Check out the health food section for out of the ordinary whole grains such as quinoa, amaranth, millet, and bulgur.
Indian annuals of the Amaranth family, generally too tender for the open air, though effective in bold groups.
Quite frankly, millet and amaranth can't hold a candle to the chewy almost gel-like texture of cooked oats.
Brown rice flour has a nutty taste, whereas amaranth flour has more of a grassy, pepper-like taste.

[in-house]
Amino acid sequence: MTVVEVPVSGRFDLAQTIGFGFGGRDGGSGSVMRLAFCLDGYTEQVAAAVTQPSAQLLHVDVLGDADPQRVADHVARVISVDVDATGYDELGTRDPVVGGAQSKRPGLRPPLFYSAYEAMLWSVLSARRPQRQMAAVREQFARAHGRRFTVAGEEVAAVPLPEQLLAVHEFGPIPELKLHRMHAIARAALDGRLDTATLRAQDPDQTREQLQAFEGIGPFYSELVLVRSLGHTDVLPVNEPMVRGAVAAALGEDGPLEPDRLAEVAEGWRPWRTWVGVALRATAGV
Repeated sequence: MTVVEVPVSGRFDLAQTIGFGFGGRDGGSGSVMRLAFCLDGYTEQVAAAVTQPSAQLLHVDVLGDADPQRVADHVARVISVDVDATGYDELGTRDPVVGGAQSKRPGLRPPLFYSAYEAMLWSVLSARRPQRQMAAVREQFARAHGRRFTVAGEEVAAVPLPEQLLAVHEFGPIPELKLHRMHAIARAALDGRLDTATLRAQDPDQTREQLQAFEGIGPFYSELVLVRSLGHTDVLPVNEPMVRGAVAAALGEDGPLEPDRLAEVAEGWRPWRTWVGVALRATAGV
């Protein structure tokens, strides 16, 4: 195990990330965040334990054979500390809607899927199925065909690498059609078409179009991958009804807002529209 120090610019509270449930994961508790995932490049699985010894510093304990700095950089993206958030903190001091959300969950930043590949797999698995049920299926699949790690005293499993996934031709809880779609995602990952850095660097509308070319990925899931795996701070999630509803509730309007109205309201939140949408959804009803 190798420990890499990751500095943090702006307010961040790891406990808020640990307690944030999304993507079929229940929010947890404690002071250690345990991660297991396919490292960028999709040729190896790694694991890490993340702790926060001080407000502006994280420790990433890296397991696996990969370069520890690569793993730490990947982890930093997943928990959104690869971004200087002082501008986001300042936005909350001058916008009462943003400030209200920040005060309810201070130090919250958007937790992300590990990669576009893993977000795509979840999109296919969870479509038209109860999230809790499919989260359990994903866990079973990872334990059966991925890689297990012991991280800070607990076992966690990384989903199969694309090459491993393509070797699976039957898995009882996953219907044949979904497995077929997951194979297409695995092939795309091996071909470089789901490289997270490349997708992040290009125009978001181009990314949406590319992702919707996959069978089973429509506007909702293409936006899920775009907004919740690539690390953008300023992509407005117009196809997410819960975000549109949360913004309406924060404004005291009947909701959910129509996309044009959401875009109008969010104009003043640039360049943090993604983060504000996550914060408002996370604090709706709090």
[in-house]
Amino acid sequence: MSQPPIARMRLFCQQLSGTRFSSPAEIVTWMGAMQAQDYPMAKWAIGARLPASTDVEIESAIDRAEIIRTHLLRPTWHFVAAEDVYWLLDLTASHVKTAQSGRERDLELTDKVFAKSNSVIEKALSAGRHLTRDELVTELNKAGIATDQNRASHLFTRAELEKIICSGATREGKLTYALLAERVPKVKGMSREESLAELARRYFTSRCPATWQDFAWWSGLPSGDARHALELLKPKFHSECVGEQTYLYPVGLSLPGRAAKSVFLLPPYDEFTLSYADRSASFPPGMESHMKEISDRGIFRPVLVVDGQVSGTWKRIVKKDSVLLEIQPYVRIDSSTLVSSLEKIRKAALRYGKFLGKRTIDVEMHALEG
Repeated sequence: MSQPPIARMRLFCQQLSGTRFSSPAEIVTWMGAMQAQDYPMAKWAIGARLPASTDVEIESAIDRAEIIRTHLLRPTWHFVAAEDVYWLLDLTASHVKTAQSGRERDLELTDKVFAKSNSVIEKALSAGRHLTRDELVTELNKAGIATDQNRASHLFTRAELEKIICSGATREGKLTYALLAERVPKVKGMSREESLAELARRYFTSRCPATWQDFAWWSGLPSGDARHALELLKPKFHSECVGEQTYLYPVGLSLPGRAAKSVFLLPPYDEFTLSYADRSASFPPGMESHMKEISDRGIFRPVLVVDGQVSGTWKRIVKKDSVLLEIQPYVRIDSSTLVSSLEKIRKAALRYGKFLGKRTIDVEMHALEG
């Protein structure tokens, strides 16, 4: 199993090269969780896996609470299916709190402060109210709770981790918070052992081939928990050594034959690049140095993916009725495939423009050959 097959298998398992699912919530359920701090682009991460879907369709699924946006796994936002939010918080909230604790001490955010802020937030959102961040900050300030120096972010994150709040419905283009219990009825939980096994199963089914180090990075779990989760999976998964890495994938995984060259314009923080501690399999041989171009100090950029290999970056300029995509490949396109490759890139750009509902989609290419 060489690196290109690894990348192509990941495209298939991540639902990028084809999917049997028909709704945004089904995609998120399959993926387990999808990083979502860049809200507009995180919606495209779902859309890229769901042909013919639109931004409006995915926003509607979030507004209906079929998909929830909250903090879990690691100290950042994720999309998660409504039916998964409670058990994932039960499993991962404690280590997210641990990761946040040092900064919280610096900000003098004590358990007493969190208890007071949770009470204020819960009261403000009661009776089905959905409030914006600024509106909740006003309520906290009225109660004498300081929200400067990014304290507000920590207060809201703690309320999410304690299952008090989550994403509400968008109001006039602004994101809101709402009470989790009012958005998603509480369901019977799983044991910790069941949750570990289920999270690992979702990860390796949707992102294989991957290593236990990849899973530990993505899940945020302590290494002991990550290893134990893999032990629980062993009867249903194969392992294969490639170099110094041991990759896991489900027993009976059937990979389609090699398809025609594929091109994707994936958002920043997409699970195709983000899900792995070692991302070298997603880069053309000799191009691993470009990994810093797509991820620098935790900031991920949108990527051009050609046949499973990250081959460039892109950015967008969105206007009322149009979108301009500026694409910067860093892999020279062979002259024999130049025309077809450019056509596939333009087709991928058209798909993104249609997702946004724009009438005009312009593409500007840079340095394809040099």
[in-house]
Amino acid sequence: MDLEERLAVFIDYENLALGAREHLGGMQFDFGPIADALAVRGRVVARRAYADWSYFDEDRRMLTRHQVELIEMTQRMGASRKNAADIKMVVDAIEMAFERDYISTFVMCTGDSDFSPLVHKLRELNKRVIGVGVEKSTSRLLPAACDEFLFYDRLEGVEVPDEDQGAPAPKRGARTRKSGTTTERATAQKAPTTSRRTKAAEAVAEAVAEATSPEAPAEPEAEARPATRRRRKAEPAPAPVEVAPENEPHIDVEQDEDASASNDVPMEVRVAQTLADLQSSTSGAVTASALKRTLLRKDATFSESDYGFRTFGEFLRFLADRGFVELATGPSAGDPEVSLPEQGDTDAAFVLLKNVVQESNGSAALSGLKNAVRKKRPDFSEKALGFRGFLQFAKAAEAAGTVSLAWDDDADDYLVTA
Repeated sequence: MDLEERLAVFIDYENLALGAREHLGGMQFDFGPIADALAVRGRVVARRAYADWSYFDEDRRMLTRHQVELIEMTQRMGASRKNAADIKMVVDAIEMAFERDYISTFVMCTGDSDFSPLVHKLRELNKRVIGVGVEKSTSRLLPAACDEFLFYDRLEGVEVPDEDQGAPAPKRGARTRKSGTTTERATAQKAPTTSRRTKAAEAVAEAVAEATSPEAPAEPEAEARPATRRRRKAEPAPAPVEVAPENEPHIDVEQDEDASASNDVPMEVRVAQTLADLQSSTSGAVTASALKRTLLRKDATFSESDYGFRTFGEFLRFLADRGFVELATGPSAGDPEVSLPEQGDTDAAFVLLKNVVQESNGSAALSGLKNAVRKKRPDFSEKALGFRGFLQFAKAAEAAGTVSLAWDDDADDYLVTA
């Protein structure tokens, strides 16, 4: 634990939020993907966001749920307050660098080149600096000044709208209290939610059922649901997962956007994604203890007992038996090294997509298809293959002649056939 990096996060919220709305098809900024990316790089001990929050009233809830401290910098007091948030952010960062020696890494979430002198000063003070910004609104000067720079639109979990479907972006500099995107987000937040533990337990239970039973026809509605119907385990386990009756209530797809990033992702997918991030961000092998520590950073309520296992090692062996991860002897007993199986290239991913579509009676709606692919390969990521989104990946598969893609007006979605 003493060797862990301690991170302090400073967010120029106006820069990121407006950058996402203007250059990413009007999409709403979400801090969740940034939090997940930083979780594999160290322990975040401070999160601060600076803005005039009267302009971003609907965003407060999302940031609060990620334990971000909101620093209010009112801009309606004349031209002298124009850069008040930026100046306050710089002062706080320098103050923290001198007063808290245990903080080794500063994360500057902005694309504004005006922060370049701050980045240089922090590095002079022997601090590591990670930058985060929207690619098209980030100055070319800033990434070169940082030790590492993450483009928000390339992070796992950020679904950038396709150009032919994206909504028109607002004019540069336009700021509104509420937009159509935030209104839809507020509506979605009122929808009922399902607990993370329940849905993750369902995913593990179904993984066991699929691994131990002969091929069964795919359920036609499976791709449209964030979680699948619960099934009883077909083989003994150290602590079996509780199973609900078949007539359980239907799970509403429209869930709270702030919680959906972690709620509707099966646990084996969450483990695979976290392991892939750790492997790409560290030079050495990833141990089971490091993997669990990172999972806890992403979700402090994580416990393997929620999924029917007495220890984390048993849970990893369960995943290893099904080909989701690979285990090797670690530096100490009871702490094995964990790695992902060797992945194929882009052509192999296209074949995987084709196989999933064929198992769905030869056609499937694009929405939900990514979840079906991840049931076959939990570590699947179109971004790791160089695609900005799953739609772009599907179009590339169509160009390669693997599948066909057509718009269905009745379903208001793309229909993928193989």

Examples of pseudograins include quinoa, buckwheat, wild rice and amaranth.
Bob's Red Mill crust relies on almond meal, amaranth, and arrowroot flours.
You can also do the same with their Amaranth Maple Cornbread recipe.
Look for amaranth, teff, buckwheat or even hemp flour.
Amaranth, teff, and sorghum are good choices.
At the lower elevations rice, maize and millets are common, wheat and barley at a somewhat higher level, and buckwheat and amaranth usually on the poorer lands, or those recently reclaimed from forest.